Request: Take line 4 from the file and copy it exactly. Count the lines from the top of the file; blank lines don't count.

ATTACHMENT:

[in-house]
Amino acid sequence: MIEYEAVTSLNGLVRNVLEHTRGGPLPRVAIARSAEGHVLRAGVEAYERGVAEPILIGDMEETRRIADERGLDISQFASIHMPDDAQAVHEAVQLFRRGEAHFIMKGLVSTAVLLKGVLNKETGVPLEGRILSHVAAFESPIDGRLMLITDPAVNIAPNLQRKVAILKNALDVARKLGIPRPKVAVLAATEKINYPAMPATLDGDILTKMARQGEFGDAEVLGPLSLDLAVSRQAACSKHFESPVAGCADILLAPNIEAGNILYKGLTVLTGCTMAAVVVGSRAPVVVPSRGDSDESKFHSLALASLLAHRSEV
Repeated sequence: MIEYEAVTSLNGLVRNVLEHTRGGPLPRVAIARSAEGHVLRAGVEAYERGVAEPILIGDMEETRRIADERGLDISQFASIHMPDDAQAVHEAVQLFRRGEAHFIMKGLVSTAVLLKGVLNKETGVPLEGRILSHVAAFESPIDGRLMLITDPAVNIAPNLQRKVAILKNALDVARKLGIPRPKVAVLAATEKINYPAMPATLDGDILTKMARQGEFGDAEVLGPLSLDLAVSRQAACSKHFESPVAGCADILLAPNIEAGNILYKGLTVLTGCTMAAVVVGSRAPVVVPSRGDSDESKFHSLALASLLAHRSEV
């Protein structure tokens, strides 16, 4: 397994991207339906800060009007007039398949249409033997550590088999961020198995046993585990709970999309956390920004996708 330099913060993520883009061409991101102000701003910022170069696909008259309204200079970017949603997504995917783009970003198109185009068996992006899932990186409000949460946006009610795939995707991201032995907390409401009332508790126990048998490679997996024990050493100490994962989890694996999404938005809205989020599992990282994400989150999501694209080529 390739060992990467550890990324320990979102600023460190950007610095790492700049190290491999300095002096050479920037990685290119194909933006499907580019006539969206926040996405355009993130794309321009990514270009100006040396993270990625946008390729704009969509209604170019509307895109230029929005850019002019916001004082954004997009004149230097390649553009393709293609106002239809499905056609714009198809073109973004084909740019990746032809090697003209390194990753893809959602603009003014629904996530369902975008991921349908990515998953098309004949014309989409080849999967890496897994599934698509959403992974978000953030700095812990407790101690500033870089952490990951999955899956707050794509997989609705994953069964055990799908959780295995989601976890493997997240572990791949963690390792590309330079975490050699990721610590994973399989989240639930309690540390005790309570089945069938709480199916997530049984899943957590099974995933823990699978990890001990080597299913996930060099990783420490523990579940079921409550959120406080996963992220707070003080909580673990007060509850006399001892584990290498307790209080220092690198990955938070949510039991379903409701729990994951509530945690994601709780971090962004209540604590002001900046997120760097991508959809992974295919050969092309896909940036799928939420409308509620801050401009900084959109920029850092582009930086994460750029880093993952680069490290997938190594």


């Protein structure tokens, strides 16, 4: 397994991207339906800060009007007039398949249409033997550590088999961020198995046993585990709970999309956390920004996708 330099913060993520883009061409991101102000701003910022170069696909008259309204200079970017949603997504995917783009970003198109185009068996992006899932990186409000949460946006009610795939995707991201032995907390409401009332508790126990048998490679997996024990050493100490994962989890694996999404938005809205989020599992990282994400989150999501694209080529 390739060992990467550890990324320990979102600023460190950007610095790492700049190290491999300095002096050479920037990685290119194909933006499907580019006539969206926040996405355009993130794309321009990514270009100006040396993270990625946008390729704009969509209604170019509307895109230029929005850019002019916001004082954004997009004149230097390649553009393709293609106002239809499905056609714009198809073109973004084909740019990746032809090697003209390194990753893809959602603009003014629904996530369902975008991921349908990515998953098309004949014309989409080849999967890496897994599934698509959403992974978000953030700095812990407790101690500033870089952490990951999955899956707050794509997989609705994953069964055990799908959780295995989601976890493997997240572990791949963690390792590309330079975490050699990721610590994973399989989240639930309690540390005790309570089945069938709480199916997530049984899943957590099974995933823990699978990890001990080597299913996930060099990783420490523990579940079921409550959120406080996963992220707070003080909580673990007060509850006399001892584990290498307790209080220092690198990955938070949510039991379903409701729990994951509530945690994601709780971090962004209540604590002001900046997120760097991508959809992974295919050969092309896909940036799928939420409308509620801050401009900084959109920029850092582009930086994460750029880093993952680069490290997938190594």